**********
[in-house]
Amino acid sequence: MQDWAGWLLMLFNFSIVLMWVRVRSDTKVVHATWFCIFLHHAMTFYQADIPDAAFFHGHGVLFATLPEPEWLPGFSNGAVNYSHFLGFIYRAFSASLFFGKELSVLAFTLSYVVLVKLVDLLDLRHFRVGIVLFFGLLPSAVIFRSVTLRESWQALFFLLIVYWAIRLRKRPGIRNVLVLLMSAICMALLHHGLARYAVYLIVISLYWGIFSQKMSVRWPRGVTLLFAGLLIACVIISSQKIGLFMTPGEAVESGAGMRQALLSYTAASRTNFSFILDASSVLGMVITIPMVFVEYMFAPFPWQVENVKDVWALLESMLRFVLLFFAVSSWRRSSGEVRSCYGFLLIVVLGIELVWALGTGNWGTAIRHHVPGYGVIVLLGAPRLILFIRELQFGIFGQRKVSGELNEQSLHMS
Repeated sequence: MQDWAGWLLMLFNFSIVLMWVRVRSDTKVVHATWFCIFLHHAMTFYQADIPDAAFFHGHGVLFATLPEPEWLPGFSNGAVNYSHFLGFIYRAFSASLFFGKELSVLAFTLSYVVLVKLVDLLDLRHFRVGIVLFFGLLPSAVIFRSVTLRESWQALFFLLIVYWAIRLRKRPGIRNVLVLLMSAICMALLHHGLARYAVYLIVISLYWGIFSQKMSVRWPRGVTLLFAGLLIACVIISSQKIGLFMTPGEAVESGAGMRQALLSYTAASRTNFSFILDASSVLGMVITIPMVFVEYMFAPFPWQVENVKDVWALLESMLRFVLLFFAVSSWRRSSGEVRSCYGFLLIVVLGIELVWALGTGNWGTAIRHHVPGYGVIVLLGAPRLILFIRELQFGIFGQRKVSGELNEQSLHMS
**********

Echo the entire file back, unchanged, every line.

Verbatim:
[in-house]
Amino acid sequence: MQDWAGWLLMLFNFSIVLMWVRVRSDTKVVHATWFCIFLHHAMTFYQADIPDAAFFHGHGVLFATLPEPEWLPGFSNGAVNYSHFLGFIYRAFSASLFFGKELSVLAFTLSYVVLVKLVDLLDLRHFRVGIVLFFGLLPSAVIFRSVTLRESWQALFFLLIVYWAIRLRKRPGIRNVLVLLMSAICMALLHHGLARYAVYLIVISLYWGIFSQKMSVRWPRGVTLLFAGLLIACVIISSQKIGLFMTPGEAVESGAGMRQALLSYTAASRTNFSFILDASSVLGMVITIPMVFVEYMFAPFPWQVENVKDVWALLESMLRFVLLFFAVSSWRRSSGEVRSCYGFLLIVVLGIELVWALGTGNWGTAIRHHVPGYGVIVLLGAPRLILFIRELQFGIFGQRKVSGELNEQSLHMS
Repeated sequence: MQDWAGWLLMLFNFSIVLMWVRVRSDTKVVHATWFCIFLHHAMTFYQADIPDAAFFHGHGVLFATLPEPEWLPGFSNGAVNYSHFLGFIYRAFSASLFFGKELSVLAFTLSYVVLVKLVDLLDLRHFRVGIVLFFGLLPSAVIFRSVTLRESWQALFFLLIVYWAIRLRKRPGIRNVLVLLMSAICMALLHHGLARYAVYLIVISLYWGIFSQKMSVRWPRGVTLLFAGLLIACVIISSQKIGLFMTPGEAVESGAGMRQALLSYTAASRTNFSFILDASSVLGMVITIPMVFVEYMFAPFPWQVENVKDVWALLESMLRFVLLFFAVSSWRRSSGEVRSCYGFLLIVVLGIELVWALGTGNWGTAIRHHVPGYGVIVLLGAPRLILFIRELQFGIFGQRKVSGELNEQSLHMS